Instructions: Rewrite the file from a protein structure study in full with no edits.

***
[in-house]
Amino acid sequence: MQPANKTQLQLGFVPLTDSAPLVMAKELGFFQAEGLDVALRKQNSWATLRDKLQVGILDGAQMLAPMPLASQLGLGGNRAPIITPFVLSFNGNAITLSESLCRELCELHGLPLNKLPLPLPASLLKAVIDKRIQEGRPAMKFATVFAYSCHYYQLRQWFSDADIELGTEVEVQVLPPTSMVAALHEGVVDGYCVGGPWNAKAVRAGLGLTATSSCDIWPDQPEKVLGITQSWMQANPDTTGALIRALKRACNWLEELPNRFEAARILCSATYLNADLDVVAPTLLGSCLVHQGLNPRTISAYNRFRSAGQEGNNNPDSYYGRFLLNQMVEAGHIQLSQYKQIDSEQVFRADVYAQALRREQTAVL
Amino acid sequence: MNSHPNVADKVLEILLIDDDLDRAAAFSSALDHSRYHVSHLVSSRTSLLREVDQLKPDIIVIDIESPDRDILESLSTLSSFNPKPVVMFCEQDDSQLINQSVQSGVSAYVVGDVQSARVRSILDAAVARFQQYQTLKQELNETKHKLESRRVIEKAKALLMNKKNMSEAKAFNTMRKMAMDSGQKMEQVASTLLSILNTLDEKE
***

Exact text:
[in-house]
Amino acid sequence: MQPANKTQLQLGFVPLTDSAPLVMAKELGFFQAEGLDVALRKQNSWATLRDKLQVGILDGAQMLAPMPLASQLGLGGNRAPIITPFVLSFNGNAITLSESLCRELCELHGLPLNKLPLPLPASLLKAVIDKRIQEGRPAMKFATVFAYSCHYYQLRQWFSDADIELGTEVEVQVLPPTSMVAALHEGVVDGYCVGGPWNAKAVRAGLGLTATSSCDIWPDQPEKVLGITQSWMQANPDTTGALIRALKRACNWLEELPNRFEAARILCSATYLNADLDVVAPTLLGSCLVHQGLNPRTISAYNRFRSAGQEGNNNPDSYYGRFLLNQMVEAGHIQLSQYKQIDSEQVFRADVYAQALRREQTAVL
Amino acid sequence: MNSHPNVADKVLEILLIDDDLDRAAAFSSALDHSRYHVSHLVSSRTSLLREVDQLKPDIIVIDIESPDRDILESLSTLSSFNPKPVVMFCEQDDSQLINQSVQSGVSAYVVGDVQSARVRSILDAAVARFQQYQTLKQELNETKHKLESRRVIEKAKALLMNKKNMSEAKAFNTMRKMAMDSGQKMEQVASTLLSILNTLDEKE